Historical: (History within the text) Gen 12-50 tells the stories about Abram and his descendants as they move from Haran into the land of Canaan and begin wandering around the land and then into Egypt. These stories began as oral traditions passed down within the tribes long before they became part of the written tradition. It is the way many cultures remember their history, but in the Western world we became influenced by the enlightened definition of 'history' which understood 'history' as written facts from an objective viewpoint. This has caused many scholars to debate whether the Patriarchs can be proven to be true people through archaeological means. Other scholars say that this is not possible and therefore they cannot be historical people. If this argument was applied to Bedouin tribes or Australian Aboriginal people we deny them any history. History as oral tradition passed down is the history of a people, and does not need to be justified by Western values. The people are portrayed as very human with all their faults and strengths - they lie, deceive, steal, test God, they have courage, journey into the unknown, seek God, question God and are obedient. These traits apply to men and women, and many of the women (Sarah, Rebecca, Tamar) play a significant role in the working out of the promises of God. I encourage people to read these stories for themselves.

Context of Gen 2:15-3:7
These readings are part of the second creation story, and to make sense must be considered as part of the whole, Gen 2:4b-3:24 a. The first story about creation is in Gen1:1-2:4a. It is set out in a liturgical style and is very sophisticated with God speaking creation into being. God creates (Heb 'bara', this word only ever has God as subject, Scullion:23) the whole universe from nothing and humanity is the final part of the creative activity. God makes humans in 'our image' (Gen1:26), a term which has puzzled scholars for centuries with no definitive answer. Humans are given the responsibility both, to populate the world and to have dominion over the animals. The seventh day will be a holy day because God rested and this has been part of the Jewish and Christian tradition. This story of creation has many similarities to the story in Gen 2:4b-3:24, for example, God creates, humans have a special relationship with God, and the earth provides food for humans and animals. Some major differences are the universal world versus a small defined area (Gen 2:10-14), God breathes into the nostrils of humans (Gen 2:7) rather that the spirit over the whole earth (Gen 1:2), humans are to till and keep the earth (Gen 2:15) rather than have dominion over it (Gen 1:26), Gen 2:4b contains the story of human's disobedience and their desire to be like God. After the story of humans breaking the relationship with God we read of humans breaking the relationship between one another, this time caused through jealousy (Gen 4). So this pattern of God creating, human's disobeying, followed by punishment, and then God's willingness to heal the breach becomes the pattern which Israel follows for the generations to come.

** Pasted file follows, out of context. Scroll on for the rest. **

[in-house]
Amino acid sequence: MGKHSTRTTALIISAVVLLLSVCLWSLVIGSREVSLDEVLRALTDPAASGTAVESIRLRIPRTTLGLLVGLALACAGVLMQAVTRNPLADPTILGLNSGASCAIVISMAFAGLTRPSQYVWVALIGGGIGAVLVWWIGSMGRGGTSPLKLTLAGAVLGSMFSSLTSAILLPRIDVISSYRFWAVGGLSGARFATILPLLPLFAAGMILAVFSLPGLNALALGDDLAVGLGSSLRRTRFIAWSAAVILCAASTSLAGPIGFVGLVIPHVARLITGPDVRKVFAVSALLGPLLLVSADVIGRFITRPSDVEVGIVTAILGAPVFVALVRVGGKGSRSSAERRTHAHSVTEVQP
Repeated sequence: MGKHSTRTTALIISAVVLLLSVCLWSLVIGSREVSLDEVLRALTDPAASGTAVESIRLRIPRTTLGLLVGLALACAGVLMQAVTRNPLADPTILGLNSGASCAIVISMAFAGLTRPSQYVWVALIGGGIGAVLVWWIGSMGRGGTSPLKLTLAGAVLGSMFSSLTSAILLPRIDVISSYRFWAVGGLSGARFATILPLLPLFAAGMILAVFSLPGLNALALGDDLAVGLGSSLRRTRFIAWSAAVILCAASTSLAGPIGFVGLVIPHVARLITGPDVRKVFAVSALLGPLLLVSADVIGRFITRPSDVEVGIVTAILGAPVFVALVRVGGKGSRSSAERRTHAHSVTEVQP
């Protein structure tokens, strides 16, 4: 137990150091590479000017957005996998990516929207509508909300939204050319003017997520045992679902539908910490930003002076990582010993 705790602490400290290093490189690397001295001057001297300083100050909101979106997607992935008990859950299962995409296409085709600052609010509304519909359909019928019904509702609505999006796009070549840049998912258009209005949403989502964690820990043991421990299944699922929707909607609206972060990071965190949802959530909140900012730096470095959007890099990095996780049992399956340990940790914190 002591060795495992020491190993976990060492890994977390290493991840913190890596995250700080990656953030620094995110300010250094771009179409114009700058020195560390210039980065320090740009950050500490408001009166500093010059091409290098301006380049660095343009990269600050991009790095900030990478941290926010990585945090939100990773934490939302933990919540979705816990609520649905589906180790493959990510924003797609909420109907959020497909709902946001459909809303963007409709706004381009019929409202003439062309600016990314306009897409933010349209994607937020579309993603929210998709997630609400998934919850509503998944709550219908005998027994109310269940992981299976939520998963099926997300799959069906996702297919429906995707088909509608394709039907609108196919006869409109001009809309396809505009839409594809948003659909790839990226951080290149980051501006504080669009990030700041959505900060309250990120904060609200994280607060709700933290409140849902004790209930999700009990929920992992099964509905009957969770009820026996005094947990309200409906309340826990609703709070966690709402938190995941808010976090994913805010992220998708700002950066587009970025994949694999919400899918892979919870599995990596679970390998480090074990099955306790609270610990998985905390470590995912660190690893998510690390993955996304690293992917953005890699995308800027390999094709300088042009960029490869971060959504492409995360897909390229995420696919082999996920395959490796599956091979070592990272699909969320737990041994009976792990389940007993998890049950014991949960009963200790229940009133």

Insights/Message of Gen 2:15-3:7
Literary structure:


Gen 2:4b-3:24 can be divided as follows:

2:4b-17 = creation of Adam, garden and responsibility of Adam

2:18-25 = formation and naming of animals, and a helper

3:1-7 xx= temptation and disobedience of humans

3:8-24 x= meeting with God and consequences of disobedience

This story of creation begins with humans created from the dust of the earth and God's spirit breathed in to give them life. A garden with defined river boundaries is next in which Adam is placed. Adam is to till and keep the garden, a very different sort of command from Gen 1:26 in which humans have dominion. The Hebrew root takes the meaning to rule over and is used when Israel rules over its enemies. In Gen 2:16-17, Adam is told he can eat of everything in the garden except the tree of knowledge of good and evil. The section that is omitted from the lectionary reading tells about the creation of the animals as companions for Adam who has the responsibility of naming them, but finds that none of them are really a helper. So, a helper is created and they are naked and not ashamed. The scene is set now for their disobedience in Gen 3:1-7. We are given information about the serpent which tells us he will play a significant role in the scene to follow. The Hebrew word for crafty 'arum' is a pl;ay on the Hebrew word for naked 'arummim' because the snake's craftiness in tempting Eve results in their awareness of their nakedness. The snake's question to woman implies that she knows about the instruction given to Adam because God didn't speak with her, she wasn't created at the time that God spoke with Adam. Her response indicates that she knows. Why did the serpent speak with her and not Adam and where was he? The guile of the serpent comes through in his response to her answer by saying they won't die, but will be like God. She, like all humanity wants to have power, and knowledge is power. Adam takes it from her without any protest. We are unsure what it means for their eyes to be opened when it is set in juxtaposition with the statement, 'made themselves aprons '. The verses following have a picture of God which is very human, walking and speaking. Adam blames Eve, Eve blames the serpent and they all suffer the consequences of their behaviour.